CO police seek links in church shootings

Worshippers pray outside New Life Church in Colorado Springs after Sunday's shootings.
Worshippers pray outside New Life Church in Colorado Springs after Sunday's shootings.
A police officer runs outside New Life Church in Colorado Springs on Sunday.
A police officer runs outside New Life Church in Colorado Springs on Sunday.
Philip Crouse, 24, and Tiffany Johnson, 26, were killed at the missionary center.
Philip Crouse, 24, and Tiffany Johnson, 26, were killed at the missionary center.

Police were searching a home in Englewood, Colorado, early Monday looking for clues in deadly attacks at religious institutions during the weekend.

The two shootings, the first at a Christian missionary center and the second at a Colorado Springs megachurch, left a gunman and four victims dead and six wounded, authorities said.

Arvada Police Chief Don Wick said there is reason to believe the shootings are related.

A black-clad gunman who attacked worshippers at New Life Church in Colorado Springs, initially killing one and wounding four, was killed by "a courageous security staff member," Colorado Springs Police Chief Richard Myers said.

One of the wounded died late Sunday, according to a Penrose-St. Francis Hospital spokeswoman Amy Sufak.

"The suspect was confronted by a security guard," Myers said at a news conference late Sunday. "She shot the suspect, and the suspect subsequently died at the scene."

Detectives in the Denver suburb of Arvada were working closely with their counterparts in Colorado Springs to determine whether the attack on New Life Church was related to the shootings that left two staffers dead and two wounded at a live-in training center for Christian missionaries about 12 hours earlier, Wick said.

At his late Sunday news conference, Myers said authorities from the two communities were cooperating in their investigations.

The identity of the man who opened fire at New Life Church had not been determined Sunday evening, Colorado Springs police spokesman Lt. Fletcher Howard said.

But witnesses' accounts of a black-clad gunman shared some elements with the description issued by Arvada police after the slayings in their town, about 80 miles north of Colorado Springs.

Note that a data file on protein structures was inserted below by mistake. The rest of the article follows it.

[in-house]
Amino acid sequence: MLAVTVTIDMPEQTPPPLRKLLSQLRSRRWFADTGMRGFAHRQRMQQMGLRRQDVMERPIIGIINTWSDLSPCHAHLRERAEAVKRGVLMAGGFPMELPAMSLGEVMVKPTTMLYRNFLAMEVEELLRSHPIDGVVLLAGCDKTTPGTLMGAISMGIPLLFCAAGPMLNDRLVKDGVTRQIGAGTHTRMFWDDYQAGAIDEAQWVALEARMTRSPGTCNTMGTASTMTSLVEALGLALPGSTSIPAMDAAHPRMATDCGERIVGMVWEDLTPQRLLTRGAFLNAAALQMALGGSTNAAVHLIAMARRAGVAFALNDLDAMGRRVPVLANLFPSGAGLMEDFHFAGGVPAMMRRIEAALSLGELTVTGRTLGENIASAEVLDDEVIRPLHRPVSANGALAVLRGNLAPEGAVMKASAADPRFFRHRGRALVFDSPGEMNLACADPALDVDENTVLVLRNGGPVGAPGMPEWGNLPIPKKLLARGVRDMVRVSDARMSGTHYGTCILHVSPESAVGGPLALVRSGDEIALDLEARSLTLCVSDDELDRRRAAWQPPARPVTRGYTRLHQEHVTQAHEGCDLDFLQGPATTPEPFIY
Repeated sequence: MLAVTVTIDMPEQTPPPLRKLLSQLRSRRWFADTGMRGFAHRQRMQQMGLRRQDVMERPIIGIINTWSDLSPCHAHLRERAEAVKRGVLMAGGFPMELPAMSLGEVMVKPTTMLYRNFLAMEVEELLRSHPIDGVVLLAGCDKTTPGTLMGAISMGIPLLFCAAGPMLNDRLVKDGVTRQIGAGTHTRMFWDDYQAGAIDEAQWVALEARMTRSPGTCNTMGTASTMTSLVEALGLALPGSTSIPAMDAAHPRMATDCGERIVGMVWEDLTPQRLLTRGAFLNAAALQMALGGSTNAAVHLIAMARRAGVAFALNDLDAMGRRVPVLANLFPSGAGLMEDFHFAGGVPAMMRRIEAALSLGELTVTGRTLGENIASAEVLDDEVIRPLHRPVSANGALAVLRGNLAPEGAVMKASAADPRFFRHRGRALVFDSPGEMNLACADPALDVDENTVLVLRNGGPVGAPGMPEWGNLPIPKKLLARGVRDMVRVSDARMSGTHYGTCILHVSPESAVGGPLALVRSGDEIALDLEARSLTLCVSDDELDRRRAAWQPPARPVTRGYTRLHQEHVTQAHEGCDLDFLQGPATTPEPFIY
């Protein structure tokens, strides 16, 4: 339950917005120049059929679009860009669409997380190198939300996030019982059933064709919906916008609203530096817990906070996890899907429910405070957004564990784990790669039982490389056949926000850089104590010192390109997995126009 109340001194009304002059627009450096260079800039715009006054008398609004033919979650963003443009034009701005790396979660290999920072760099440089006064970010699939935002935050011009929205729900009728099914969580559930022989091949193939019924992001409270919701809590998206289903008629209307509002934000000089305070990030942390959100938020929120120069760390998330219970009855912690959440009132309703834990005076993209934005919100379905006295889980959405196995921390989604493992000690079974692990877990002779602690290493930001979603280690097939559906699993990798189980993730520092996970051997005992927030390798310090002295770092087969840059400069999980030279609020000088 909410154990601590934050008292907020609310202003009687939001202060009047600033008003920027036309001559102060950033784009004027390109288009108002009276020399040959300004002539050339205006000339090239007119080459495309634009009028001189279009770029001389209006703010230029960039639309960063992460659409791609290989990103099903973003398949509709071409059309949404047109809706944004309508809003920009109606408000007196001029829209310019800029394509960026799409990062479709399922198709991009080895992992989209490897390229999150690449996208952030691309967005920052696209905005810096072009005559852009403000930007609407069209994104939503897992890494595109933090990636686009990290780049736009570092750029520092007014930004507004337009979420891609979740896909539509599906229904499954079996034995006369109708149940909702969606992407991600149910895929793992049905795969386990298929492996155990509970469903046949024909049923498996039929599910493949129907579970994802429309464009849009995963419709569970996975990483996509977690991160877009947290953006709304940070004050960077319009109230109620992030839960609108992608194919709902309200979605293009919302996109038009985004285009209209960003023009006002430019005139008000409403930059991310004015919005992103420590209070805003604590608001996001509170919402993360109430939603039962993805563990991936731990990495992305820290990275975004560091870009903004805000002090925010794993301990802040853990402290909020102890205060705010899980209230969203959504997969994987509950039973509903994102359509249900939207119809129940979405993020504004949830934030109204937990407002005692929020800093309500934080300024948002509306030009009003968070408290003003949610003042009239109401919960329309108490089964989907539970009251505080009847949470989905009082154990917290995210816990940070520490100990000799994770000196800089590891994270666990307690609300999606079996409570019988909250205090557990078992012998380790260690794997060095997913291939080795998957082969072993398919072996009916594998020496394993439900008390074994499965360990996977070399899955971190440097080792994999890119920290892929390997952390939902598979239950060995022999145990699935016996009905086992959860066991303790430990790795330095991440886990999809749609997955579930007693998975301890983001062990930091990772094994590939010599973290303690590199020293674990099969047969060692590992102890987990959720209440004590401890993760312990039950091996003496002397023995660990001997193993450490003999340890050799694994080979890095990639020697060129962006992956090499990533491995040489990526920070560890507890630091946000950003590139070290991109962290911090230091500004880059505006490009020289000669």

Brady Boyd, the senior pastor at New Life Church, said leaders of the nondenominational, evangelical congregation of more than 10,000 had beefed up security after the Arvada attacks.

"Many lives were saved because of the quick action of some committed volunteers at our church," Boyd said. He said about 7,000 people were at the church, which had just completed a late-morning service, when the shooting took place shortly after 1 p.m.

In the earlier shooting, Arvada police said a dark-jacketed man with a beard, glasses and skullcap entered Youth With a Mission about 12:30 a.m. Sunday and opened fire after a dispute with a staff member about whether he would be allowed to stay the night there.

"The staff member contacted other staff members to help remove the suspect from the residence," Wick said. "Upon leaving the facility, the suspect turned and fired a handgun numerous times, striking four victims."

Youth With a Mission staff members Tiffany Johnson, 26, and Philip Crouse, 24, died in surgery after the shooting, the group's co-founder, Peter Warren, said.

He said they were cleaning up from a Saturday night Christmas banquet when the attack occurred.

Another staff member, 24-year-old Dan Griebenow, was in critical condition with a bullet in his neck, and a second survivor, Charlie Blanch, was shot in the legs, the group said on its Web site.

Investigators tried to track the gunman through fresh snow with the help of dogs, but lost his trail in a heavily walked area, Deputy Chief Gary Creager said.

Youth With a Mission was founded in 1960, and operates in more than 1,000 locations in 149 countries, according to its Web site. The Arvada center is home to dozens of people from around the world training as Christian missionaries.

"These kids were like our kids, you know?" Warren told CNN affiliate KUSA. "It's just such a tragedy."

In Colorado Springs, New Life member Ashley Gibbs said she heard five shots in quick succession as she and her boyfriend headed for their car. A short time later, she heard several more shots -- and saw one hit the snow about 100 feet away from her car.

"I saw the guy for just a second," she said. "He was wearing a big, black trenchcoat and carrying a big gun."

Gibbs said she hadn't heard about the shootings in Arvada, and said she was "completely shocked" by the sound of gunfire.

"I never thought that anything like this would ever happen," she said. "That's why when I heard the gunshots, I didn't think they were gunshots."

Gibbs description of the man -- in his early to mid-20s, dressed in a dark coat -- sounded similar to the description of the man behind the Arvada killings.

But she could not recall any facial hair, as survivors of the attack on the missionary center described. And she said she did not know what kind of weapon he carried, but said it was "a big one -- you had to hold it with two hands."

When it was over, Myers said, the gunman and one church member were dead on New Life's grounds.

The nondenominational New Life Church was founded by the Rev. Ted Haggard, an evangelical Christian leader ousted in 2006 after allegations that he had been a client of a male prostitute from whom he had purchased drugs.

After his firing, Haggard admitted to undisclosed "sexual immorality" and called himself "a deceiver and a liar" in a letter to the congregation.